Internationally bestselling author of The Time Traveler’s Wife, Audrey Niffenegger, and graphic artist Eddie Campbell, of such seminal works as From Hell by Alan Moore, collaborate on a wonderfully bizarre collection that celebrates and satirizes love of all kinds. With 16 different stories told through illustrated prose or comic panels, the couple explores the idiosyncratic nature of relationships in a variety of genres from fractured fairy tales to historical fiction to paper dolls. With Niffenegger’s sharp, imaginative prose and Campbell’s diverse comic styles, Bizarre Romance is the debut collection by two of the most important storytellers of our time.
This book was without a doubt the weirdest, wackiest, most bizarre I’ve ever read. And I loved it. It turned out to be nothing like I expected, and instead of being about the authors’ relationship like I thought, it ended up being about love of art, of animals, of people, of magic and mystical beings. I really liked finding where love came into each story, whether it was a comic with fantasy elements or literary fiction.
As with any collection of short stories, I preferred some over others. I found the art style jarring at times, but I still really liked some of the comics. I ended up having two joint favourites, Thursday’s, Six to Eight p.m. and The Church of the Funnies. Thursday’s, Six to Eight p.m. was the first story in this book, and was in comic format. This story was pretty standard fiction, and I really liked it being about a bibliophile. It was very unexpected with twists and turns and I was hooked for the whole story! The Church of the Funnies was the penultimate story in this collection, and was a love letter to art (at least, in my mind). It left me with a smile on my face. The vast majority of these stories were published before for different reasons, and this one was actually a sermon written by Niffenegger and was delivered at Manchester Cathedral as part of Manchester Literary Festival in 2014.
I also ended up really liking some of the stories with fantasy elements, like the unexpected ghost story Secret Life with Cats, and the darker ones such as Digging Up the Cat. Every story had something I liked, and I related to each of them on one level or another. It appealed to the deepest, darkest and weirdest parts of me, and when I embraced it, I really enjoyed it.
I’m going to do a quick list with summaries of each story and my ratings of each!
Thursday’s, Six to Eight p.m. – ★★★★★
Comic. As I mentioned, my joint favourite story in this series. A couple get married, but he wants to have two hours on a Thursday night to himself, and doesn’t explain why. After a while, she gets suspicious and tries to find out why he wants the time alone….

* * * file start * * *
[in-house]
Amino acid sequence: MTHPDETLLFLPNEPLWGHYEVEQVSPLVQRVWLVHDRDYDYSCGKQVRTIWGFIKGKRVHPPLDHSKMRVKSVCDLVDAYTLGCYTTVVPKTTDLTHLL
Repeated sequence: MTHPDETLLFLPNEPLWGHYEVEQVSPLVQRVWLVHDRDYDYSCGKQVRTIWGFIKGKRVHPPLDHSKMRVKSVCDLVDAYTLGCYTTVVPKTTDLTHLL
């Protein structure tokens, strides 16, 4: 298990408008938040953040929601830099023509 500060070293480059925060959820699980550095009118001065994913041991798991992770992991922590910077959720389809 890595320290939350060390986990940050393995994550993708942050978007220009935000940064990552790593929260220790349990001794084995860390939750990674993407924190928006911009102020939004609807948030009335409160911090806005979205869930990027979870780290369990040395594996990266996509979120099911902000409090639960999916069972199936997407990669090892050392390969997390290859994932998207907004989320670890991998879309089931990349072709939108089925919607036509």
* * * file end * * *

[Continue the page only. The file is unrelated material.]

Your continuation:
The Composite Boyfriend – ★★★★
Prose. This one was a lovely introduction to the prose in this book. A short story about a history of boyfriends, all of them being not ‘the one’.
RoseRedSnowRidingBeautyShoesHoodSleepingWhite – ★★★
Comic. A very odd fantasy story about siblings looking for Halloween costumes, but ended up being mystical, magical and poignant.
Secret Life, With Cats – ★★★★
Prose. Another one of my favourites and I really enjoyed it. A surreal ghost story with love being a central theme (and a lot of cats).
The Ruin of Grant Lowery – ★★★
Comic. A very odd story about a man who meets a group of faeries in a bar, with an ending that made me laugh.
Girl on a Roof – ★★★★
Prose. A short story about a girl called Nan who has not seen her girlfriend Sylvie since the floods began in New Orleans. A beautiful love story that had such a heavy, poignant feeling.
Jakob Wywialowski and the Angels – ★★★★
Comic. Another wacky comic about a man with angels in his roof, that he gets the pest control in to deal with. Again, this one had a surprising, emotional ending that I really liked.
At the Movies – ★★★★
Prose. Another one I quite enjoyed, about a couple making a movie. A simple but heartfelt story I resonated with.
Motion Studies: Getting out of Bed – ★★★
Comic. An odd story about a woman who posed for life drawing classes and was now part of what was seemingly a photography project. I really enjoyed how the thoughts and feelings of the woman were intertwined with the drawings.
The Wrong Fairy – ★★★
Prose. Another poignant story about an elderly man who had been committed to a mental asylum. Again, we had fantasy elements which were wacky but really enjoyable.
Digging up the Cat – ★★★★
Prose. As previously mentioned, another one of my favourites and I really liked this one. A dark story about a family who were digging up their pet cat who had been buried for 7 years, and wanted to add another recently deceased pet to be buried with it.
The Church of the Funnies – ★★★★★
Prose. A joint favourite for me alongside Tuesday’s, Six to Eight p.m.. A love letter to art that I really liked and left me quietly chuckling to myself.
Backwards in Seville – ★★★★
Comic. An emotional story about a middle aged woman had joined her aging father on a cruise. This ended up being very sweet and I quite liked the art style.
There is nothing that explains this book as well as this quote from the introduction of the book itself, and I couldn’t sum it up better myself: “sometimes romantic, sometimes star-crossed, or merely discombobulated, but all are at least a tiny bit bizarre.”
4 out of 5 stars
May your shelves forever overflow with books! ☽